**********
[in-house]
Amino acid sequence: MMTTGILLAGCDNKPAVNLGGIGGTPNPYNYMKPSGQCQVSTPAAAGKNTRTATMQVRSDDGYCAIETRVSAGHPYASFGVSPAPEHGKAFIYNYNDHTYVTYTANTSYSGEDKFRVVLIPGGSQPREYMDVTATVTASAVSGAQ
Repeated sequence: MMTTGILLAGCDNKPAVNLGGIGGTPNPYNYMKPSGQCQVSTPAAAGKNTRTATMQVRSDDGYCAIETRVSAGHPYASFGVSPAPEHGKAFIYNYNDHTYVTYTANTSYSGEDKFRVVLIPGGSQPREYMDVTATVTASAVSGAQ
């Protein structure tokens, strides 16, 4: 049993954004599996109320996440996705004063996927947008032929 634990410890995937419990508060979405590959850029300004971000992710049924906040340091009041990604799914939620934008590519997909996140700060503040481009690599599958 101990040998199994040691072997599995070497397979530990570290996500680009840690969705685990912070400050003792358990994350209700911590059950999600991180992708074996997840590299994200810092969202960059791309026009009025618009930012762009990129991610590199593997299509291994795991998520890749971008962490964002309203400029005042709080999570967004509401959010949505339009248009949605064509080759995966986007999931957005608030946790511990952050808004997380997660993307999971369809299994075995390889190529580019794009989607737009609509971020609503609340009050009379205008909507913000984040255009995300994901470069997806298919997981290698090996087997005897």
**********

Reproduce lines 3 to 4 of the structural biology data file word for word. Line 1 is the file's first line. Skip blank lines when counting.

Repeated sequence: MMTTGILLAGCDNKPAVNLGGIGGTPNPYNYMKPSGQCQVSTPAAAGKNTRTATMQVRSDDGYCAIETRVSAGHPYASFGVSPAPEHGKAFIYNYNDHTYVTYTANTSYSGEDKFRVVLIPGGSQPREYMDVTATVTASAVSGAQ
């Protein structure tokens, strides 16, 4: 049993954004599996109320996440996705004063996927947008032929 634990410890995937419990508060979405590959850029300004971000992710049924906040340091009041990604799914939620934008590519997909996140700060503040481009690599599958 101990040998199994040691072997599995070497397979530990570290996500680009840690969705685990912070400050003792358990994350209700911590059950999600991180992708074996997840590299994200810092969202960059791309026009009025618009930012762009990129991610590199593997299509291994795991998520890749971008962490964002309203400029005042709080999570967004509401959010949505339009248009949605064509080759995966986007999931957005608030946790511990952050808004997380997660993307999971369809299994075995390889190529580019794009989607737009609509971020609503609340009050009379205008909507913000984040255009995300994901470069997806298919997981290698090996087997005897």